BART Police Department reports surge in arrests for 2017
Newly compiled crime data shows BART officers made 1,730 arrests in 2017, a nearly 40% increase from a total of 1,238 arrests in 2016. The new figures also highlight an increased focus on fare evasion as well as significant declines in auto and bicycle thefts.
“We’re doing all we can to increase the visible presence of our officers on trains and in stations and we think that effort is making a difference,” said BART Police Chief Carlos Rojas. “We are also utilizing new strategies based on data and crime trends that allow us to deploy our officers in the most effective way possible.”
A new focus on fare enforcement
2017 featured various targeted operations at stations across the BART system to discourage fare evasion. Those efforts resulted in 8,223 instances where BPD officers issued citations, warnings, or otherwise contacted suspected fare evaders. That’s an increase of nearly 88% from a total of 4,382 such contacts in 2016. Those efforts are being built on with the implementation of BART’s new proof of payment policy. BART is currently deploying a team of Community Service Officers to crackdown on fare evasion as well as hardening stations to make it more difficult to enter without paying.
Decrease in auto and bike thefts
Despite a growing trend of auto crimes in many of the communities BART serves, BPD reports a year-over-year decline in systemwide auto thefts. BART had 420 auto thefts in 2017 compared with 480 the previous year. That’s a decrease of about 13%. There are approximately 47,000 parking spaces throughout the BART system.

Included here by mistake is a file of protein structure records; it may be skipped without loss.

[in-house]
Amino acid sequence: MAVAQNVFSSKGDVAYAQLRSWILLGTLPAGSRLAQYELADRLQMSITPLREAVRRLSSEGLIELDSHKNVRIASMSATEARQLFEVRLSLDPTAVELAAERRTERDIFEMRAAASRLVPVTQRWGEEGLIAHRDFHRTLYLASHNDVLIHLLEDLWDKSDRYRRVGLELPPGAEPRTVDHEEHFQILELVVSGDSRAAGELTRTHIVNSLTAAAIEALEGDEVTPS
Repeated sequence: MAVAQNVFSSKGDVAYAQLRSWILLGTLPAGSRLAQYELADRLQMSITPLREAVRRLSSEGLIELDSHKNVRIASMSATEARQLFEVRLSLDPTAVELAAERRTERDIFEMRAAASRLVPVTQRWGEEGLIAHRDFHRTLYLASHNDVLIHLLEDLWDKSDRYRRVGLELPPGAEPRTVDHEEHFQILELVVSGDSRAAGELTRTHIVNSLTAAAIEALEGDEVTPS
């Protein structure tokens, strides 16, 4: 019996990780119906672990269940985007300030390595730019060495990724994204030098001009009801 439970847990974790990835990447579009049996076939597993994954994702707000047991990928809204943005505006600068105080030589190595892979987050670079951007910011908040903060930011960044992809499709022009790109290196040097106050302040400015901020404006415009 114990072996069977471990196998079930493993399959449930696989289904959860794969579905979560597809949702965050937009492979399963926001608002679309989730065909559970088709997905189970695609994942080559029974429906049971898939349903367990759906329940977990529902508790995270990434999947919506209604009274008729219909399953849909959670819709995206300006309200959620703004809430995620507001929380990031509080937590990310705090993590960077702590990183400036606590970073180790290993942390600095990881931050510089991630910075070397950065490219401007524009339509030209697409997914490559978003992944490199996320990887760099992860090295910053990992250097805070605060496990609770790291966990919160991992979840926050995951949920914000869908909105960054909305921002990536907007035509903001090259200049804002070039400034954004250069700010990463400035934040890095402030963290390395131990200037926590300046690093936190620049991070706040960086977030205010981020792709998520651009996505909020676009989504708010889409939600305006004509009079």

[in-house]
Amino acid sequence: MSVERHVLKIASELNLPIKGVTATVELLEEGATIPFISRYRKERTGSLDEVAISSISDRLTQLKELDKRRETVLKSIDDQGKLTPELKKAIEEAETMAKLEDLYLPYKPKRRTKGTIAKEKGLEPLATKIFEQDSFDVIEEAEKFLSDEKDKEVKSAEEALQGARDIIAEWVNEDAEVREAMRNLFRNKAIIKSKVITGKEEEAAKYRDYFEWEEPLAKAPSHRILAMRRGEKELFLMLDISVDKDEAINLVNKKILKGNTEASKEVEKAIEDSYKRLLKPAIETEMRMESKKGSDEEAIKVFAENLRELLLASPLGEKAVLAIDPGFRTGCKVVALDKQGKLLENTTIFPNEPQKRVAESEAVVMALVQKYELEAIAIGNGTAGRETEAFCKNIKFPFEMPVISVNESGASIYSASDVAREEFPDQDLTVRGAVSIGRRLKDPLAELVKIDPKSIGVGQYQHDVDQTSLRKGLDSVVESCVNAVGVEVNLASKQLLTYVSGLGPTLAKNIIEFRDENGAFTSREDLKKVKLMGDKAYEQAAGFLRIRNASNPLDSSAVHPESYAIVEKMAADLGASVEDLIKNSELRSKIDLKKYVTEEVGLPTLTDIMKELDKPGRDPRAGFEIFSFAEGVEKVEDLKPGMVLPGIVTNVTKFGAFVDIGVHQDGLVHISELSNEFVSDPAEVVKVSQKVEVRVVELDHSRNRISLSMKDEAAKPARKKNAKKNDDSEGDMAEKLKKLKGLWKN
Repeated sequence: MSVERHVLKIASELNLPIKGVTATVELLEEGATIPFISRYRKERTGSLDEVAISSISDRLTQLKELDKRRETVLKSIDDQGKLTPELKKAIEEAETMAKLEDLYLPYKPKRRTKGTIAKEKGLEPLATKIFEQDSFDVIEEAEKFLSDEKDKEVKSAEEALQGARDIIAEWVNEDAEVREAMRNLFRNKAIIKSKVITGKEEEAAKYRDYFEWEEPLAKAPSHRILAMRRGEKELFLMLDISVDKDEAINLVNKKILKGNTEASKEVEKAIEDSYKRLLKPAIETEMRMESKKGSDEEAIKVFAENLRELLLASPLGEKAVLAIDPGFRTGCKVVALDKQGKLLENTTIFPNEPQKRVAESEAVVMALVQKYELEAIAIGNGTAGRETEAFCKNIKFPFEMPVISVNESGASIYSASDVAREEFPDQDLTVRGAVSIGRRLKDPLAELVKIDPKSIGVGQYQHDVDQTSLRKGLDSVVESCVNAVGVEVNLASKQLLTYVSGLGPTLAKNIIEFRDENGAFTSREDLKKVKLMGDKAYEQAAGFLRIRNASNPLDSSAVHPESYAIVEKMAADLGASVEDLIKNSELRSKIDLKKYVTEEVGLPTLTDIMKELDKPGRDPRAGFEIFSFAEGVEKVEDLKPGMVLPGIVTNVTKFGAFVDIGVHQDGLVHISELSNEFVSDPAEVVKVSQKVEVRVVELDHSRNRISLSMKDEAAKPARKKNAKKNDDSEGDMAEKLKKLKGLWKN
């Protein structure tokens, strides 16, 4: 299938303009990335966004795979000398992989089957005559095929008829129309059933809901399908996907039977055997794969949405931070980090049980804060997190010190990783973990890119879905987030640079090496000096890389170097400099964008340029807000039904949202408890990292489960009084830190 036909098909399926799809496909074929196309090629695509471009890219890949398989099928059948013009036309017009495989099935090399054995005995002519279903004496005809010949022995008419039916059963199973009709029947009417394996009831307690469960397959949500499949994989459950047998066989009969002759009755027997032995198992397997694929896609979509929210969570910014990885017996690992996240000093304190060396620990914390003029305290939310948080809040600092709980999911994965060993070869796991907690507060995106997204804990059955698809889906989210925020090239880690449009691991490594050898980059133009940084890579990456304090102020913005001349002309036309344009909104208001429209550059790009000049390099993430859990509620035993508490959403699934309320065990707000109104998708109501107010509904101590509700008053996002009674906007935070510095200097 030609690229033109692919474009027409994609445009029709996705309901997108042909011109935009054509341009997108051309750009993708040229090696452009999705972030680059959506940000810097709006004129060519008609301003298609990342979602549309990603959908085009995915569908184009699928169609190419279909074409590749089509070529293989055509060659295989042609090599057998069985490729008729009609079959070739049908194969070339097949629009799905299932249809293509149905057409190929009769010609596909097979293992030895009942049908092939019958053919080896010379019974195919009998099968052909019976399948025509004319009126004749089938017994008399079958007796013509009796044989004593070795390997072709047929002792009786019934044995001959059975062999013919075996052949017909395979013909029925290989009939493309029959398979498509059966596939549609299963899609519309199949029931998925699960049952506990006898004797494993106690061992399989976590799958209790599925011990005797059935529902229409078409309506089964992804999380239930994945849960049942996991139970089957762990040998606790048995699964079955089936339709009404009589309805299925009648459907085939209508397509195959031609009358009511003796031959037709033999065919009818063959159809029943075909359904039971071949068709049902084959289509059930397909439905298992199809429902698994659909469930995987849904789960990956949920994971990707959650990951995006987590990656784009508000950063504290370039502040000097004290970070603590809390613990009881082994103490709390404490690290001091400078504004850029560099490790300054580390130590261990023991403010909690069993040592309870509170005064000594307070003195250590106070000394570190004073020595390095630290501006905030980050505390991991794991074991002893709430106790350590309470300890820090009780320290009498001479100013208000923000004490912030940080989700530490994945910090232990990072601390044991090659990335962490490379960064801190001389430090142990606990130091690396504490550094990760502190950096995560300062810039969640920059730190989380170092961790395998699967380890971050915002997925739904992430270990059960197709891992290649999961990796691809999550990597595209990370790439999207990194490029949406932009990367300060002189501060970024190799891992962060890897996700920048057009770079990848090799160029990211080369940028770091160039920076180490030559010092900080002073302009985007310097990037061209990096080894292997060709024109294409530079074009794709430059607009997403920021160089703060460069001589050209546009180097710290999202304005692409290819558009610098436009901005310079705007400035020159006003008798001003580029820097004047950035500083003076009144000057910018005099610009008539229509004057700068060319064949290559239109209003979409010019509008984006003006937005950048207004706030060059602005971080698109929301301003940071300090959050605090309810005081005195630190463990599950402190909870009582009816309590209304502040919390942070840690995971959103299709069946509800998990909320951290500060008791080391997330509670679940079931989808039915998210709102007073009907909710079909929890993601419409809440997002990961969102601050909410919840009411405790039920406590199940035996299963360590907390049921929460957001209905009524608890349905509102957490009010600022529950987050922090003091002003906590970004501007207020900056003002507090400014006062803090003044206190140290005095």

BART also experienced a decline in bike thefts with 448 reported in 2017. That’s down nearly 18% from the 2016 total of 544. Along with new police enforcement strategies BART has also increased the number of high-security racks and opened new bike stations to give riders more options to safely store their bicycles.
Prohibition orders keeping violent offenders away from BART
BPD issued 315 prohibition orders in 2017 compared with 276 the previous year for an increase of more than 14%. State law allows BART to issue prohibition orders against those who have acted violently, sold narcotics, or defaced BART property. “Prohibition orders make BART safer because they are a tool we can use to prevent violent or repeat offenders from being on our property,” said Rojas. “Our data shows 94% of those who are issued a prohibition order adhere to it. This shows the system is a safer place with prohibition orders.”
Electronic thefts and violent crime
Despite an extensive public outreach campaign, 2017 brought an increase in electronic thefts on the BART system. There were 417 electronic thefts reported on BART in 2017. That’s up 52% from the 274 reported in 2016. Since some cellphone thefts involve the use of force or fear they are considered robberies, which by rule are classified as violent crimes. That is one of the contributing factors behind the increase in violent crimes reported on BART. Last year there was a 24% increase in violent crimes on BART with 347 cases reported compared with 279 in 2016. But along with those increases, the number of arrests is also rising. “Thanks to the high-quality suspect images we are able to get from the multiple surveillance cameras in all of our train cars, we have been able to more quickly identify suspects and share that information with partner law enforcement agencies,” said Rojas. “The word is getting out that BART is not a soft target for these thieves. If you take someone’s cellphone, we have the tools to find you.”
More help on the way
Chief Rojas is continuing to move forward with an aggressive recruiting effort to bolster the ranks of the BART Police Department. In 2017 BPD hired 25 employees with 16 of them being police officers. That’s the highest number of officers hired since 2013. BPD has streamlined its hiring process as well as increased engagement at job fairs and other community events. “The Bay Area is a very competitive environment when it comes to officer recruitment,” said Rojas. “The reforms we’ve implemented to the hiring process are paying off by allowing us to recruit more would-be officers without reducing our standards.”